The third exposure we will create is our over exposure. Adjust your settings so that this exposure is over exposed by 2 stops. Focus on getting detail in your dark areas, mainly the foreground. Click on open image once your done adjusting the exposure. Save that file as a TIF file. You should name it OVER or something that will remind you that this file is the over exposure.

Single Exposure HDR Step Four Over

Step 5 – Merging Your Exposures in Photomatix

Once you are done creating your exposures you can use them to create your HDR image in Photomatix. Proceed like you normally would when creating your HDR photo. You will get a new window were you will need to input EV settings. Set them to 2, 0, -2 if you aren’t sure.

Single Exposure HDR Step Five Setting EV

Step 6 – Tone Map, Process, Save and You’re Done

Proceed to tone map your image like you normally would. Once you’re satisfied with your tone mapping, process your HDR image, save it and you’re done. Most likely you’ll need to run your image through Topaz DeNoise cause single exposure HDR is notorious for producing grainy images.

Single Exposure HDR Step Six Tone mapping

That’s it for this tutorial. I hope this information on single exposure HDR was helpful. Drop me a comment if you have any questions.

21 Responses

  1. Kimo,

    What Topaz plug-in would you say is most helpful? Like if you could only use one of them which would you choose and why? I was thinking about getting Topaz Adjust.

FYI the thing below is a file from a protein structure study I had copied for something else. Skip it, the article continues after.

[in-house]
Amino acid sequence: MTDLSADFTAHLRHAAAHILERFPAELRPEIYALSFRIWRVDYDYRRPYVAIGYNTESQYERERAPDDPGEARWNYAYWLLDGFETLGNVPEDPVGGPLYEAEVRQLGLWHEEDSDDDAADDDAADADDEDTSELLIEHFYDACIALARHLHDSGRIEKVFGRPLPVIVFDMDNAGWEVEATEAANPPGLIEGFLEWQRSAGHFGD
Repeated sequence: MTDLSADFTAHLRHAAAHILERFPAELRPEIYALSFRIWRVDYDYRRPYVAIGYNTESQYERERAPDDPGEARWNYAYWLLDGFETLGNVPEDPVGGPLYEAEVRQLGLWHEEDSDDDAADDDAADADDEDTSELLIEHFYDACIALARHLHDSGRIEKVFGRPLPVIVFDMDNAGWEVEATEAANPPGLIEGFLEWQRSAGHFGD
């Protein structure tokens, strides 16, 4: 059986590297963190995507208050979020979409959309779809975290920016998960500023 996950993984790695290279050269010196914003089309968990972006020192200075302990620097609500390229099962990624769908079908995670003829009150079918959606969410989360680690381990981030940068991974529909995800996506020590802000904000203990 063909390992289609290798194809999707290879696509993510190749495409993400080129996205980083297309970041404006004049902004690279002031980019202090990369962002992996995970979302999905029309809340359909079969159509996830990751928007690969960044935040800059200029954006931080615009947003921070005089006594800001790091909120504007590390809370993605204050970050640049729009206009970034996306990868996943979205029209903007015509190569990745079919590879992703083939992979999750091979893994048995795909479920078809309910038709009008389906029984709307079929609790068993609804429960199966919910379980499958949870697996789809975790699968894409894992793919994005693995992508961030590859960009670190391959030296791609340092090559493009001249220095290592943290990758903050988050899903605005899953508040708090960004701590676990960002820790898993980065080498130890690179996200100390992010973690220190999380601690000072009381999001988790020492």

2. Wow! It’s my first time to read this 2nd procedure of doing 1 photo HDR. Actually, I came to discover the process when I was challenge by a friend. The only difference is I save it as a jpeg file and I don’t use the Topaz. Thanks Captain Kimo!

  3. I start to use Topaz plugins from few month ago, I am new with them and need to know wath to do, but with your lesson I have a clear idea how to work with them………. Thanks a lot. Carlos

  4. Enjoyed your comments about HDR. Have been using Photomatix
    software but enjoyed the article “single Exposure”.
    Is it possible to create “HDR single exposure”, from jpeg
    file? Just for the FUN OF IT, I’m sure there is a great compromise in the quality.

  5. There is someone out there that does this, and I thought the work came out great. It definitely has it’s own characteristics!

  6. Nicely presented Capt.

    So, since color negative film has an inherently far greater dynamic range than digital capture, I’m guessing that if I scan a single color negative at three different exposures, I should be able to achieve pretty acceptable results?

  7. Great explanation of the single photo HDR.
    I use the single photo HDR for any photo I publish to my site. For me, it gives me better control of the picture, so I’m not locked in to what my camera’s manufacturer is.
    When I need more help with a shot, I will use what you have mentioned as tec #2. For that, I use the histogram to set my three levels. (I usually shoot underexposed because I can recover the color. Any overexposure is color lost to me.)
    Beware to the readers though, my camera club is not a fan (yet) of what I do. I get a lot of comments and discussions, but getting them to come over to the dark side isn’t in the cards yet.
    Great job.


  8. Captain, Thank you for putting so much info into your site. I can’t tell you how helpful it is. I discovered your site by googling HDR photography. I purchased the Topaz software bundle last night, and completed my first photo. I was impressed with myself even though it was the software that did everything. I couldn’t have done it without your tutorial. I will be watching your site.
    Thank you again, and best wishes.

Comments are closed.